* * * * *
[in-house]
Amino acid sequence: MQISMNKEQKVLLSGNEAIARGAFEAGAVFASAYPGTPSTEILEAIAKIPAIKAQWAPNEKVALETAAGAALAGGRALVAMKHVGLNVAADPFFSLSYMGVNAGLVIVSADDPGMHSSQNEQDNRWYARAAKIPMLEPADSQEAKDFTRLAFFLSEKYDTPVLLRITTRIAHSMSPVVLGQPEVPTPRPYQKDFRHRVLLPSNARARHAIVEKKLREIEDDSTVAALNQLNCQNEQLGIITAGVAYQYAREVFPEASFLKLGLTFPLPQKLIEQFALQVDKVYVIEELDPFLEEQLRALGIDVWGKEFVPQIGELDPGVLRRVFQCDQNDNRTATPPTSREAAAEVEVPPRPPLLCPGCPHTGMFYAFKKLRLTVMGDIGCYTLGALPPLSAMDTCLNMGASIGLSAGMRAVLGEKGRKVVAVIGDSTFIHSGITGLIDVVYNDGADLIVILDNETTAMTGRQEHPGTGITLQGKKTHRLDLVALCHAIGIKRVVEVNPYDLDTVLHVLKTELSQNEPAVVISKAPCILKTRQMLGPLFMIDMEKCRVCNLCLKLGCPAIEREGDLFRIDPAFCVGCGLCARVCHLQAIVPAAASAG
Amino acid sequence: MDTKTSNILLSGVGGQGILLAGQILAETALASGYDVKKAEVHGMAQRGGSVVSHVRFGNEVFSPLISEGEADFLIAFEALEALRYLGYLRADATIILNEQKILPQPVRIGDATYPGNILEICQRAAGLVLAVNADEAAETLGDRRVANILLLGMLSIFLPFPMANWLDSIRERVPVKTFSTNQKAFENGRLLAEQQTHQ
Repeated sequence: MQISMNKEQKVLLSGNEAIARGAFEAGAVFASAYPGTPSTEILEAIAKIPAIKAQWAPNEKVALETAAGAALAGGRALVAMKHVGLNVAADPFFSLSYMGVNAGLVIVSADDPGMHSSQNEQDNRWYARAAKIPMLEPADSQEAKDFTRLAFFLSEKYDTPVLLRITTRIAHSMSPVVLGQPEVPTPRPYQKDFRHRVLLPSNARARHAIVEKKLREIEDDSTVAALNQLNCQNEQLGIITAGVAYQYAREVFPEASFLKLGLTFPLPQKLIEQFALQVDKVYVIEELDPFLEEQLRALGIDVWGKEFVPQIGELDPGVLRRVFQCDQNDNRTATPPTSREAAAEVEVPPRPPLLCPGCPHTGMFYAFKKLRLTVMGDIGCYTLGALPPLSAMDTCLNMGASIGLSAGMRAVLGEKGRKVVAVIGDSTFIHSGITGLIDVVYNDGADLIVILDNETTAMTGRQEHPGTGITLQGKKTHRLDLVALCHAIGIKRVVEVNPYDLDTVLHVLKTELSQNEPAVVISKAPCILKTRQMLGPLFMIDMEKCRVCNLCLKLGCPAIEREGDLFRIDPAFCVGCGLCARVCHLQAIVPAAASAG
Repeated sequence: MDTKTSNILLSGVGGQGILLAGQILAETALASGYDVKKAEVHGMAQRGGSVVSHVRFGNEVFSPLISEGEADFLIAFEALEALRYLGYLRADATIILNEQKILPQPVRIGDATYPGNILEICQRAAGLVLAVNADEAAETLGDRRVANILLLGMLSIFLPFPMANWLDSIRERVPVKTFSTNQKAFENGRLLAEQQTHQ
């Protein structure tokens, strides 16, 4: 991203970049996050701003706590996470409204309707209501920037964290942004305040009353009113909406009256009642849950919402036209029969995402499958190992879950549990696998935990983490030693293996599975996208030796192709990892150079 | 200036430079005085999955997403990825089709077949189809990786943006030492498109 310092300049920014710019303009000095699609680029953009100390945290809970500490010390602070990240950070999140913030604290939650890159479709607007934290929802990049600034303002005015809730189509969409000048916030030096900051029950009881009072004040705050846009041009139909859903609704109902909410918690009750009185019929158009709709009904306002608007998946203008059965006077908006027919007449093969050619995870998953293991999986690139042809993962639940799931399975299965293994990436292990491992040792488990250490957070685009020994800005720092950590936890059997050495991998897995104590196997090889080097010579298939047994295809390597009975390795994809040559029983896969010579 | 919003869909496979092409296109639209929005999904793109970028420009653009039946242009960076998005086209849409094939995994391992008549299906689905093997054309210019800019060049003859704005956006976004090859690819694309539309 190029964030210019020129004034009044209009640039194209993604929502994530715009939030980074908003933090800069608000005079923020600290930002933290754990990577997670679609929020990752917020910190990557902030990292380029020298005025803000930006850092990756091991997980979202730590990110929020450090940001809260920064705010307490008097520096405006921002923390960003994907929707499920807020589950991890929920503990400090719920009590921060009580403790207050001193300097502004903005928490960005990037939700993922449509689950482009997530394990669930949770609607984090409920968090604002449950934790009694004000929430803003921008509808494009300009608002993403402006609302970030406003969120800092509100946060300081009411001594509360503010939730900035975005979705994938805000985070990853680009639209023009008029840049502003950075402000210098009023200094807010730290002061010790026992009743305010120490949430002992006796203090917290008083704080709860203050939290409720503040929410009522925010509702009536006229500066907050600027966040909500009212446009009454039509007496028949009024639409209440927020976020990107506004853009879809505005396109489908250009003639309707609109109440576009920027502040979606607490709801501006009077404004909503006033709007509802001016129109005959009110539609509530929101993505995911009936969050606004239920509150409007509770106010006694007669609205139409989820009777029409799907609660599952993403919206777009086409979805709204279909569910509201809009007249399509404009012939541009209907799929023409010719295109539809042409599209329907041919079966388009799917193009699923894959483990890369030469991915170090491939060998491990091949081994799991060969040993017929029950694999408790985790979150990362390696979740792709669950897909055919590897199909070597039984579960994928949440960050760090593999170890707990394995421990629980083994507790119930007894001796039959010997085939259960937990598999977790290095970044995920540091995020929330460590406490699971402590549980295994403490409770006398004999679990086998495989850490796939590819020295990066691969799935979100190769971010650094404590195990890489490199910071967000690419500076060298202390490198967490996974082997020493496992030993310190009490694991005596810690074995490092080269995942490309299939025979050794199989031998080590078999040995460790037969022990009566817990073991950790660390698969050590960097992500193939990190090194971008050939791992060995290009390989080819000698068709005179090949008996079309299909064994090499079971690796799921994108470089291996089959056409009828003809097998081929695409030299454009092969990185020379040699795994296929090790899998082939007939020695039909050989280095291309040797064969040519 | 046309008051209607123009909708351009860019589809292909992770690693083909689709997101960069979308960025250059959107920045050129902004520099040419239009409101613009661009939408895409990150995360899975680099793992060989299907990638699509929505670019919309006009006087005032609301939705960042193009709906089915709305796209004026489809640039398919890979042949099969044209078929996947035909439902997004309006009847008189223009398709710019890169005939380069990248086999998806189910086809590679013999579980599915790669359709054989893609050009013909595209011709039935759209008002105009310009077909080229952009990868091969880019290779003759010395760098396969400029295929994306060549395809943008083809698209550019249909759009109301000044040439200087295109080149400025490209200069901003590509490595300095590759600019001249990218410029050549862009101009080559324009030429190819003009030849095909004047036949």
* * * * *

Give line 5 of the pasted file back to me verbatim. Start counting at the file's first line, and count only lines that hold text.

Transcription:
Repeated sequence: MDTKTSNILLSGVGGQGILLAGQILAETALASGYDVKKAEVHGMAQRGGSVVSHVRFGNEVFSPLISEGEADFLIAFEALEALRYLGYLRADATIILNEQKILPQPVRIGDATYPGNILEICQRAAGLVLAVNADEAAETLGDRRVANILLLGMLSIFLPFPMANWLDSIRERVPVKTFSTNQKAFENGRLLAEQQTHQ